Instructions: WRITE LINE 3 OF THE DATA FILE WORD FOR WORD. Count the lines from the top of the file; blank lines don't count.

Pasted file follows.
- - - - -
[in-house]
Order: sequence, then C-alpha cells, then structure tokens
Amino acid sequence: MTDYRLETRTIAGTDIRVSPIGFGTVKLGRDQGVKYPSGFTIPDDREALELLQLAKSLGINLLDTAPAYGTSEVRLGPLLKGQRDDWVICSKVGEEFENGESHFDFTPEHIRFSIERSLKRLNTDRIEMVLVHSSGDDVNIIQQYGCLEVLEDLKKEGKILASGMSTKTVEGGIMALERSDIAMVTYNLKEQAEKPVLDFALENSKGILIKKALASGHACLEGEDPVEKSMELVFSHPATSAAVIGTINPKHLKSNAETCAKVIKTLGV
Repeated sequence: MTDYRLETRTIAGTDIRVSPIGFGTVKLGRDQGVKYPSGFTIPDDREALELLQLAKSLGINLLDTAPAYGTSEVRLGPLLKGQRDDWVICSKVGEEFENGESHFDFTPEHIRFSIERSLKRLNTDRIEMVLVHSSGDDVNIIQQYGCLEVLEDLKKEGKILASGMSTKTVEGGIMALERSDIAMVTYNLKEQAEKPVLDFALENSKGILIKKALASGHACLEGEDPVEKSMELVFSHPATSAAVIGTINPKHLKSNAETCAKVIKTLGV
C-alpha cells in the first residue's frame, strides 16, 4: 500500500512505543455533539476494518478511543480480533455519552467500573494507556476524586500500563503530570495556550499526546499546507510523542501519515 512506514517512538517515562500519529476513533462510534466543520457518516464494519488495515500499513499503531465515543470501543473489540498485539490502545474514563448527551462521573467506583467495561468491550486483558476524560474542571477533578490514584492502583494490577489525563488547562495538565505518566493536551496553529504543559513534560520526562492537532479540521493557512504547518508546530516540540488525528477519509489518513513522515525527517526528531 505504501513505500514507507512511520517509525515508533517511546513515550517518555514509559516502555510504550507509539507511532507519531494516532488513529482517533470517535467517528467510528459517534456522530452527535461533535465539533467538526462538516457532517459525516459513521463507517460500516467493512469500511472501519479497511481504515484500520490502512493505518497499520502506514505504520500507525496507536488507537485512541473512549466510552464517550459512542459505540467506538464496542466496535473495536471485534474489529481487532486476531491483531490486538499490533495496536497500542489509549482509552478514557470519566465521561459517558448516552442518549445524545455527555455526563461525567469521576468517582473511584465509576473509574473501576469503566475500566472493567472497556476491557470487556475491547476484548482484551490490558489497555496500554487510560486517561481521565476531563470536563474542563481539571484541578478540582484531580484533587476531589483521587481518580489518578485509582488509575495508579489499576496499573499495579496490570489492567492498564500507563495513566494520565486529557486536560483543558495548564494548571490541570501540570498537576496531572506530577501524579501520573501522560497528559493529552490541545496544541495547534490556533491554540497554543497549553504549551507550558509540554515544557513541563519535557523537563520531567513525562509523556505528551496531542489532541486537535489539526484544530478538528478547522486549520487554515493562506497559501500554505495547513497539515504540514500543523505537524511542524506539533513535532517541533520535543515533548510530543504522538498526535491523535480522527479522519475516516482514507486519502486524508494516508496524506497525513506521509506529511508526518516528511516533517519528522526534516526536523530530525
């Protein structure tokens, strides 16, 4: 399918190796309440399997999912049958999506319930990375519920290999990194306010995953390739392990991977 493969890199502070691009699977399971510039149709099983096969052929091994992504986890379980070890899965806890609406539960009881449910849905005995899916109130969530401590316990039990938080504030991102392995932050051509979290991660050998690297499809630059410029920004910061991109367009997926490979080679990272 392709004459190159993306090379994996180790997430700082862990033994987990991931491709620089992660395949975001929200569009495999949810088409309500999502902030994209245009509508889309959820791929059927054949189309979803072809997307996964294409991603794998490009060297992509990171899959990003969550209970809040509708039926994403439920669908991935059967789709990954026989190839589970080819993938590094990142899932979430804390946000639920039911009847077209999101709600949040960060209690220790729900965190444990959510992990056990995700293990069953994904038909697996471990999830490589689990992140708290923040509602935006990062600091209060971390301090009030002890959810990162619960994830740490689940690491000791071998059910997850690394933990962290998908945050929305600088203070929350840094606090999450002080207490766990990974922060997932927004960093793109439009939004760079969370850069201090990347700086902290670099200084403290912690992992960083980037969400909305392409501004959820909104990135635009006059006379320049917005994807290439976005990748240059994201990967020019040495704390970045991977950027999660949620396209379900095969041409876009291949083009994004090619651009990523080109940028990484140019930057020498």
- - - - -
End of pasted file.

Amino acid sequence: MTDYRLETRTIAGTDIRVSPIGFGTVKLGRDQGVKYPSGFTIPDDREALELLQLAKSLGINLLDTAPAYGTSEVRLGPLLKGQRDDWVICSKVGEEFENGESHFDFTPEHIRFSIERSLKRLNTDRIEMVLVHSSGDDVNIIQQYGCLEVLEDLKKEGKILASGMSTKTVEGGIMALERSDIAMVTYNLKEQAEKPVLDFALENSKGILIKKALASGHACLEGEDPVEKSMELVFSHPATSAAVIGTINPKHLKSNAETCAKVIKTLGV